How Food Fortification can be an added supplement to combat Nutritional Deficiencies
Food fortification can help in addressing micronutrient deficiencies, improving health and productivity outcomes.
As India recently commemorated World Food Day, what Nu-Shakti terms the ‘Diet Paradox’ is worth noting. Titled India’s ‘Diet Paradox’, the report indicates that almost all respondents (98%) believe a nutritious diet is vital for a healthy lifestyle. Moreover, 73% of respondents understand the connection between healthy eating and weight loss while 97% are aware of the essential nutrients and micronutrients their bodies need. Yet, all this awareness does not necessarily result in them taking the right dietary action.
Significantly, while micronutrient malnutrition (MNM) is widespread in developed economies, it is more pronounced in the developing nations. Although it impacts all age groups, young children and women, especially those in the reproductive age, are among the most vulnerable. Besides adverse health effects, all of which may not be evident clinically, it impacts human functions. Consequently, MNM affects a nation’s economic development and productivity goals while imposing a higher cost burden on the healthcare system.
Globally, deficiencies in iron, vitamin A and iodine comprise the most common types of MNM. These three deficiencies affect at least a third of the global populace, the majority in developing geographies. The most prevalent is iron deficiency. As per estimates, this renders more than two billion people anaemic while a shade under two billion suffer from inadequate iodine intake and 254 million children in the preschool-age group have vitamin A deficiency.
What’s more worrisome is that MNM can cause higher rates of morbidity and mortality. According to estimates, around 7.3% of the global disease burden is due to micronutrient deficiencies. Here, deficiency of iron and vitamin A rank among the 15 biggest causes of the world’s disease burden. Going by WHO’s mortality data, about 0.8 million deaths – or 1.5% of the total numbers annually – are attributable to iron deficiency while vitamin A deficiency contributes to a similar number.
Against this backdrop, food fortification is gaining rising prominence. This refers to key vitamins and minerals – iron, iodine, vitamins A and D and zinc – being added to staple foods such as wheat, rice, milk, oil and salt, among others, to enhance their nutritional values. Food fortification is undertaken because these nutrients may not have been present in the food originally in the required quantities. Or, if present, may have been lost during the processing and refining of these foods.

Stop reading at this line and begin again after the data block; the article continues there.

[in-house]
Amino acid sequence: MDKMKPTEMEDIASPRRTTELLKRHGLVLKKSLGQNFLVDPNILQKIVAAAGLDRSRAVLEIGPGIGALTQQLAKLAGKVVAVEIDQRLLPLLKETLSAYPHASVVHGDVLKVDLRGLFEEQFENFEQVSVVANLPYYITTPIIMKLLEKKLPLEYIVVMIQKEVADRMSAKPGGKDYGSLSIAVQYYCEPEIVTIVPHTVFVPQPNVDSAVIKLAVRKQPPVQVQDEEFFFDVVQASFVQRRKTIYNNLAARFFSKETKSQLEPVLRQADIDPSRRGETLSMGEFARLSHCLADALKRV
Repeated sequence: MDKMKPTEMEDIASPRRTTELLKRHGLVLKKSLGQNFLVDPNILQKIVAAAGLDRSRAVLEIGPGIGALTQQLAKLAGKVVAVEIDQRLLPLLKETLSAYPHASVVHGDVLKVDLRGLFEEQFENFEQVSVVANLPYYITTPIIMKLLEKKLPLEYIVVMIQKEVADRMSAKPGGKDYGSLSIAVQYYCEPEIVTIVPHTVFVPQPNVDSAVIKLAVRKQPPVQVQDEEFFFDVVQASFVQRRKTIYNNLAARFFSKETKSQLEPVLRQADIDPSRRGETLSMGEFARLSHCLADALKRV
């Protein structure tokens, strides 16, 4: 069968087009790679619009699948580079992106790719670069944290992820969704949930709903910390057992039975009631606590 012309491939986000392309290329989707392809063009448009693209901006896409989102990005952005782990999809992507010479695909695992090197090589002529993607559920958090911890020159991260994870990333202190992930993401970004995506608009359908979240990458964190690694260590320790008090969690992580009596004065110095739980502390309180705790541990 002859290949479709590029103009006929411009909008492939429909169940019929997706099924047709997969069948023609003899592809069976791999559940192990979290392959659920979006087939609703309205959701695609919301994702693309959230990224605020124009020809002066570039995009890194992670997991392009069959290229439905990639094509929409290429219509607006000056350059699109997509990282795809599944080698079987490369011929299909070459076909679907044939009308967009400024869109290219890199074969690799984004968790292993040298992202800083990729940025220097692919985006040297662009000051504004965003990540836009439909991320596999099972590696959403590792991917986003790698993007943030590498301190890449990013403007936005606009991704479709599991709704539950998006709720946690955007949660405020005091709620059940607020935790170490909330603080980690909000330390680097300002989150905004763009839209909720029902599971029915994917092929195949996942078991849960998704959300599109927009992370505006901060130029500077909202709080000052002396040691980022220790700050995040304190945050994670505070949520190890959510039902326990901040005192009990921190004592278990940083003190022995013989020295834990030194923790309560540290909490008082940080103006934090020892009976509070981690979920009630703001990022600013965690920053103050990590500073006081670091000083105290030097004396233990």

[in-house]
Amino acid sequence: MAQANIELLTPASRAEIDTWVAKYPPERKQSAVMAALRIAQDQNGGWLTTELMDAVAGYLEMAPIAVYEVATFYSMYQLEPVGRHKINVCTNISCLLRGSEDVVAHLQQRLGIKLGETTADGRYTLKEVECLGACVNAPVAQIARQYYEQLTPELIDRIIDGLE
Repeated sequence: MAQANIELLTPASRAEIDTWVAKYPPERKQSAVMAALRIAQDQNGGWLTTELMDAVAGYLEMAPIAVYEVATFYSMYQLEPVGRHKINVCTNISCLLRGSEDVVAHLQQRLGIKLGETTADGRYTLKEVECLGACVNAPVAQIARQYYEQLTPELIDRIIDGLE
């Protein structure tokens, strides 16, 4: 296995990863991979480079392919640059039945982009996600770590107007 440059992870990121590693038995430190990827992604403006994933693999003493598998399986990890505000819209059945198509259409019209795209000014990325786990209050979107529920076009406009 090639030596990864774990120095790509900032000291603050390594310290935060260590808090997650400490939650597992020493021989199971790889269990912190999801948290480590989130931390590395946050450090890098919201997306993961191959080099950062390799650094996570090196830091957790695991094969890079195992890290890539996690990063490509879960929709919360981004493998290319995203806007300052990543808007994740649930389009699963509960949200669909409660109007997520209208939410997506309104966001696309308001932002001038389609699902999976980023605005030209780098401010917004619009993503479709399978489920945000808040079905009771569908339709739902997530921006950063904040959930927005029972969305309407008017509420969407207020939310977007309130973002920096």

Food fortification is now considered vital in addressing hidden hunger – a serious health condition caused by micronutrient malnutrition or deficiency in important nutrients and trace elements. In addressing the above conditions, food fortification is used to complement the diversification of diets and food supplementation for improving nutrition levels in the affected persons.
In India, deficiencies in vitamin A, iron, iodine and folic acid create a high disease burden causing anaemia, goitre, night blindness and numerous birth defects. The NFHS-4 (National Family Health Survey) reveals that anaemia afflicts 58.4% of children between 6 and 59 months and 53.1% of women from the reproductive age while 35.7% of children below five are underweight.
Today, food fortification is perceived as a proven intervention in combatting prevalent micronutrient deficiencies in populations globally. The Copenhagen Consensus notes that for every rupee spent on fortification, the economy benefits to the tune of Rs 9. Of course, an upfront investment is needed to buy both the equipment as well as the premix of vitamins and minerals. Nonetheless, the total costs of food fortification remain extremely low.
There are other benefits too. Since nutrients are added to widely-consumed staple foods, the health of a large section of the populace is improved simultaneously. Fortification is a safe means of improving people’s health because the quantities added are small and under the RDAs (recommended daily allowance), adhering to prescribed safe consumption standards. Apart from being cost-effective, it needs no change in eating patterns or people’s dietary habits. Furthermore, the characteristics of food such as aroma, taste and texture remain unaltered. However, foods like salt or oil should be used moderately as they are not individual foods which can be enjoyed as a meal, it only enhances the flavour and taste of the food. Also, because higher levels of iron intake can be risk factors for both coronary heart disease (CHD) and cancer.
Since staple grains such as wheat and rice are consumed regularly in substantial quantities, fortifying such foods is most effective. For instance, wheat flour is fortified with iron or other micronutrients. Similarly, more than half the country’s population consumes rice as a staple. Here, fortified rice kernels can help in augmenting people’s requisite micronutrient intake.
As the pandemic leads to rising cases of hidden hunger, food fortification may be an appropriate way to address the pan-India problem of nutritional deficiencies cost-effectively.
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